Tag Archives: chemical warfare


B LOG 315 August 15, 2016

This past week the world discovered that the Assad regime used chlorine gas in the battle for Aleppo. Since World War II and before, the entire world has recognized that the use of chemical warfare is a war crime. The Syrian government has done this a number of times and once again has struck babies, women, and children as well attacking the military. They are guilty of a criminal offense against humanity.

And who will bring them to justice?

As readers of Wise On The Middle East know, this blog attempts to avoid political partisanship and reports an objective understanding of every situation occurring across the region. My goal is an unbiased reading of events. Of course, no one can claim absolute neutrality, but at the least, that’s the objective. The following is such an attempt.

On April 26, 2013, President Barrack Obama declared that if Syrian used chemical weapons in their civil war, they would be crossing a red line, a line drawn in the sand. They did. He did nothing.

As a result, Putin invaded Crimea and then the Ukraine. Current reports indicate the Russians are increasing their troops in the Ukraine. In response, the USA gave a slap on the wrist to key Russia oligarchical leaders. But did nothing about chemical warfare in Syria.

The top Republican on the Senate Foreign Relations Committee, Senator Bob Corker said Syria used chemical weapons to slaughter 1,200 people and predicated Putin will escalate military aggression in the Ukraine if the U.S. does not nothing.

So far, nothing has followed.

Previously promised arms from America, Syrian rebels are now complaining that they are running out of weaponry and none is on the way. Apparently, the Obama administration is pursuing a diplomatic rather than military approach to the problem. Secretary of State John Kerry said 54% of the chemical weapons had been removed.

Fifty-four percent? After all these years and months? Really? That only leaves 46% of one of the world’s largest stockpiles of chemical weapons. How many more citizens can the Assad regime kill with their mountain of chemicals? Probably the rest of the country.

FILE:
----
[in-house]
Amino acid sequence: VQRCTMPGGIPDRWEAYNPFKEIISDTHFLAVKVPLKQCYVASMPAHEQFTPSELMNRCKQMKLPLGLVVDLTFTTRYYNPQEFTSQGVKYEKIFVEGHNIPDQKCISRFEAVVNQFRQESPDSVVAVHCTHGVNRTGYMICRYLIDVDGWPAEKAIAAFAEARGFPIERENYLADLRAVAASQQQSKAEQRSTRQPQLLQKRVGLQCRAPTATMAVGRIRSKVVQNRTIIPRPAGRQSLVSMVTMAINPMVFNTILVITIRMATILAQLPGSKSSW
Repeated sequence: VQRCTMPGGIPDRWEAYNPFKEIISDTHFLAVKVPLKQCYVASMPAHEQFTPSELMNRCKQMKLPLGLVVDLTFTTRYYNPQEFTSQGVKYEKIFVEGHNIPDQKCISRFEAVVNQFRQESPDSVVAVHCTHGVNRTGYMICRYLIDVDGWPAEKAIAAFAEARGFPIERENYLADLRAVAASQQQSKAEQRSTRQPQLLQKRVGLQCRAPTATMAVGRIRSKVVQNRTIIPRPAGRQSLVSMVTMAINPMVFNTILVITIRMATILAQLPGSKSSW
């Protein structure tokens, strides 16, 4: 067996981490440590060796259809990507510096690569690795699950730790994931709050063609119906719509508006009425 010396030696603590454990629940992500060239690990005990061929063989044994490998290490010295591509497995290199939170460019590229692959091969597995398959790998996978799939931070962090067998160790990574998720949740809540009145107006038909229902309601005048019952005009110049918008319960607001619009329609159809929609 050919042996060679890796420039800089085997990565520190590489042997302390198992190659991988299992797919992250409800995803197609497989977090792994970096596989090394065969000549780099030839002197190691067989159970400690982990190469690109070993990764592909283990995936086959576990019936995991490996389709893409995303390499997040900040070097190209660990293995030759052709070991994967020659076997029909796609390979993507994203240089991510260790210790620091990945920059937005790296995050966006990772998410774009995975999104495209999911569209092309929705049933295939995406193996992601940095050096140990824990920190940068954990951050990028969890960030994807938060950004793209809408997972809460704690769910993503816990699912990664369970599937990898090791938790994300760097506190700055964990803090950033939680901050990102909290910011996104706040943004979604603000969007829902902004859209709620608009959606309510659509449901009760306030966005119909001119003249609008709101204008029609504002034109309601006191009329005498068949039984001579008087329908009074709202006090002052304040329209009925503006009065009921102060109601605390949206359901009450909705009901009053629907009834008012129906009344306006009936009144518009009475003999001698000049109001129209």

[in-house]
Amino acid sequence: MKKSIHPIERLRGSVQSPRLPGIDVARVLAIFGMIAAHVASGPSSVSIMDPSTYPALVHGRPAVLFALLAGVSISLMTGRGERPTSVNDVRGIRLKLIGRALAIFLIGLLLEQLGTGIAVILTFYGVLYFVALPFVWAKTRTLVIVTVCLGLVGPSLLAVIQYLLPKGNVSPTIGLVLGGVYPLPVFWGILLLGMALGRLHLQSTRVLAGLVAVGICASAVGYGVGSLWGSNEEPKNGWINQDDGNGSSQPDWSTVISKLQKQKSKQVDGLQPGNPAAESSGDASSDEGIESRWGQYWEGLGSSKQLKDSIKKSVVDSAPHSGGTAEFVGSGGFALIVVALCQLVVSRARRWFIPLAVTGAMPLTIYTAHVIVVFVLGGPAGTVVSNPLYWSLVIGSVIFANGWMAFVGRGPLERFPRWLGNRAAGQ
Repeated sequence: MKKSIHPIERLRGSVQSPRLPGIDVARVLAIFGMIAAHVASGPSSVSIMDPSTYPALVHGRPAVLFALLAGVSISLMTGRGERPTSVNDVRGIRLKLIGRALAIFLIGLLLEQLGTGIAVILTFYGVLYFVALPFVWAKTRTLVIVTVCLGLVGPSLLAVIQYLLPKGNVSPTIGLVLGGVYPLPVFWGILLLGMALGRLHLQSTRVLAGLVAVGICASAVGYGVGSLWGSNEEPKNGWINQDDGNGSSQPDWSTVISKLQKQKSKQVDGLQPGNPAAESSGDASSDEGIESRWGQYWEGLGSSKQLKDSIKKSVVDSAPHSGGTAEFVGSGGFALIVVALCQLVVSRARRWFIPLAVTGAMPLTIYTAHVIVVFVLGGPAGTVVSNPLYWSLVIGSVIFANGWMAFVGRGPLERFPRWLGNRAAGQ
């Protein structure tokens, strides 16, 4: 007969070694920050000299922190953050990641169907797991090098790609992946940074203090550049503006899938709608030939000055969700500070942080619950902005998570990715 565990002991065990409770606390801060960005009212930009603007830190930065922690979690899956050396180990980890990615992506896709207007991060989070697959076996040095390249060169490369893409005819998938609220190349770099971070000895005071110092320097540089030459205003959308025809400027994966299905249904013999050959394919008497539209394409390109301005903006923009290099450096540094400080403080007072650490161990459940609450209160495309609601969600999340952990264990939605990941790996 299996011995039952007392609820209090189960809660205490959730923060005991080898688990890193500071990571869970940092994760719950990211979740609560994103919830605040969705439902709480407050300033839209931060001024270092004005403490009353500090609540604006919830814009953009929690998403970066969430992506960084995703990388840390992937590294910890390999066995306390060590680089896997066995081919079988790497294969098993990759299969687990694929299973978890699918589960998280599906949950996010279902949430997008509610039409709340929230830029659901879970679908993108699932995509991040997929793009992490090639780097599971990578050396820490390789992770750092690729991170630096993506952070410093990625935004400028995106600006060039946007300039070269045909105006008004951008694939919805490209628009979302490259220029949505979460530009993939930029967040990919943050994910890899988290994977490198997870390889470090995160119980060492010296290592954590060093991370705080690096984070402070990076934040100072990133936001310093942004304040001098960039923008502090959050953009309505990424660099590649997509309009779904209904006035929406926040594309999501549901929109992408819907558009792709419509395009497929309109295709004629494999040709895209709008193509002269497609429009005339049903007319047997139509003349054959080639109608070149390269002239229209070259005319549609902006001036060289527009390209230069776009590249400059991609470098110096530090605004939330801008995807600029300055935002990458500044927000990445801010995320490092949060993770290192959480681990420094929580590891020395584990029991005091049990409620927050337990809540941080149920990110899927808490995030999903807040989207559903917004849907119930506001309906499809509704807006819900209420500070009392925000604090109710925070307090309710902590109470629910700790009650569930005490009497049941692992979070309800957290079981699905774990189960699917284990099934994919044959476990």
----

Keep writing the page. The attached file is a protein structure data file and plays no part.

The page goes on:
One of the worst legacies that Obama will leave behind is the deteriorating status of the United States in the Middle East. Israel doesn’t trust the US. Egypt doesn’t trust America. And Russia apparently no longer fears us.

Are we weak? Incapable? No, just frighteningly indecisive and uncertain. For the good of the world and the goals of democracy, the next American president must reverse the lack of trust that now exists.

In the mean time, who will stop Syria from gassing babies, women, children, as well as soldiers? Doesn’t appear that America’s ready.

This is a decisive moment for action. President Obama could reverse the situation at the snap of his fingers by reacting decisively against Syria for crossing the line that he has drawn in the sand. Will he?

That’s the question.

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Filed under America, middle east, Russia, Syria


            Syria continues to be off the measuring scale for centers of treachery. Everywhere one looks it is a downhill slide. And there’s no end in sight.

            The Assad regime has made it clear that there is no end to how far they will go to stay in power. Far from having won the war, the entry of Hezbollah has tipped the balance of power in their direction today. However, the use of chemical weapons still expresses desperation on the part of the government.

By the way, the chemical attack was not part of a new rationale for Assad.  The Syrian government is not recovering vast swathes of rebel held territory. Assad’s forces particularly had trouble in recovering the eastern Ghouta territory that is part of the suburbs of Damascus city. Both the rebels and Assad’s force refer to the Jobar area as the key to Damascus. Jobar is where the last chemical attack occurred.

If Assad could drive the rebels out of Jobar and eastern Ghouta, it would offer the government renewed control in this section of Damascus. The chemical attack on Jobar was the first step in an offensive to recover this area. This is not the first time Assad has tried chemical attacks in this area. While President Obama has been reluctant to admit it, Assad has used chemicals for tactical reasons during the past year. Britain drew this conclusion much earlier. Their government’s Defense Science and Technology Laboratory at Porton Down confirmed Syria’s use of sarin month’s back.

Apparently, the latest attack that finally got Washington’s ire up was a miscalculation that killed more civilians than was intended. A slight miscalculation that added over a thousand women and children to the death toll of more than 100,000 casualties.

Chemical attacks aren’t the only slippery slope inside Syria. One of the reasons the rebels have not made more process has come from the growing number of jihadis entering the country. These Muslim forces related to Al-Qaeda have a similar fascination with death and are increasingly killing other more moderate rebels. One of the reasons the United States has been reluctant to supply arms to the rebellion is the existence of this element. These radical groups have been some of the most effective forces on the battlefield. Nevertheless, turf wars and retaliatory killings have evolved into ferocious battles that are increasingly becoming a war within a war. Of course, the winner in these rebel battles with themselves is Assad. The big losers are the moderates as territory slips away into the hands of the Islamists and jihadist fighters.